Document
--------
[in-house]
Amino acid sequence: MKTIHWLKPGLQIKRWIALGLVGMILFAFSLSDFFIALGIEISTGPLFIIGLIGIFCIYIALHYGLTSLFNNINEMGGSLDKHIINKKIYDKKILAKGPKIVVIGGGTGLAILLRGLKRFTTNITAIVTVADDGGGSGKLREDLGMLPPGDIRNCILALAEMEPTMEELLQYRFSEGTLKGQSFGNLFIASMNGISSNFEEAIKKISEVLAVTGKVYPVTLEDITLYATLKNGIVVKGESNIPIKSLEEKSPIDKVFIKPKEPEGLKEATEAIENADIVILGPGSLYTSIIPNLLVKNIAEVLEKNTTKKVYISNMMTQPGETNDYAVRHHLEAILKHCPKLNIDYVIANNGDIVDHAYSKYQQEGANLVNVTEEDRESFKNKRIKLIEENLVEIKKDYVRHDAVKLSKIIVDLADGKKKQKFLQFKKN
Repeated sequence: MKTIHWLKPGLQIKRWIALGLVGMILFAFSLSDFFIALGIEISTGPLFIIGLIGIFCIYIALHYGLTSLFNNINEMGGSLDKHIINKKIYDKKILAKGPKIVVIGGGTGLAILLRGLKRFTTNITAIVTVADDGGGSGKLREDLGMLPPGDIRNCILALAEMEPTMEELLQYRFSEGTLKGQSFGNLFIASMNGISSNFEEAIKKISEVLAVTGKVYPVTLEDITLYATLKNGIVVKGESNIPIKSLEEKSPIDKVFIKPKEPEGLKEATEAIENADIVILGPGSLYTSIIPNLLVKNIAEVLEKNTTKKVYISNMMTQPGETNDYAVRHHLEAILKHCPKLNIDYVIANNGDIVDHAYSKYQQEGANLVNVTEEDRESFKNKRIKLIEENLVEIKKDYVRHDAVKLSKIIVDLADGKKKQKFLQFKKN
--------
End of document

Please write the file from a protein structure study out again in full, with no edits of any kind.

[in-house]
Amino acid sequence: MKTIHWLKPGLQIKRWIALGLVGMILFAFSLSDFFIALGIEISTGPLFIIGLIGIFCIYIALHYGLTSLFNNINEMGGSLDKHIINKKIYDKKILAKGPKIVVIGGGTGLAILLRGLKRFTTNITAIVTVADDGGGSGKLREDLGMLPPGDIRNCILALAEMEPTMEELLQYRFSEGTLKGQSFGNLFIASMNGISSNFEEAIKKISEVLAVTGKVYPVTLEDITLYATLKNGIVVKGESNIPIKSLEEKSPIDKVFIKPKEPEGLKEATEAIENADIVILGPGSLYTSIIPNLLVKNIAEVLEKNTTKKVYISNMMTQPGETNDYAVRHHLEAILKHCPKLNIDYVIANNGDIVDHAYSKYQQEGANLVNVTEEDRESFKNKRIKLIEENLVEIKKDYVRHDAVKLSKIIVDLADGKKKQKFLQFKKN
Repeated sequence: MKTIHWLKPGLQIKRWIALGLVGMILFAFSLSDFFIALGIEISTGPLFIIGLIGIFCIYIALHYGLTSLFNNINEMGGSLDKHIINKKIYDKKILAKGPKIVVIGGGTGLAILLRGLKRFTTNITAIVTVADDGGGSGKLREDLGMLPPGDIRNCILALAEMEPTMEELLQYRFSEGTLKGQSFGNLFIASMNGISSNFEEAIKKISEVLAVTGKVYPVTLEDITLYATLKNGIVVKGESNIPIKSLEEKSPIDKVFIKPKEPEGLKEATEAIENADIVILGPGSLYTSIIPNLLVKNIAEVLEKNTTKKVYISNMMTQPGETNDYAVRHHLEAILKHCPKLNIDYVIANNGDIVDHAYSKYQQEGANLVNVTEEDRESFKNKRIKLIEENLVEIKKDYVRHDAVKLSKIIVDLADGKKKQKFLQFKKN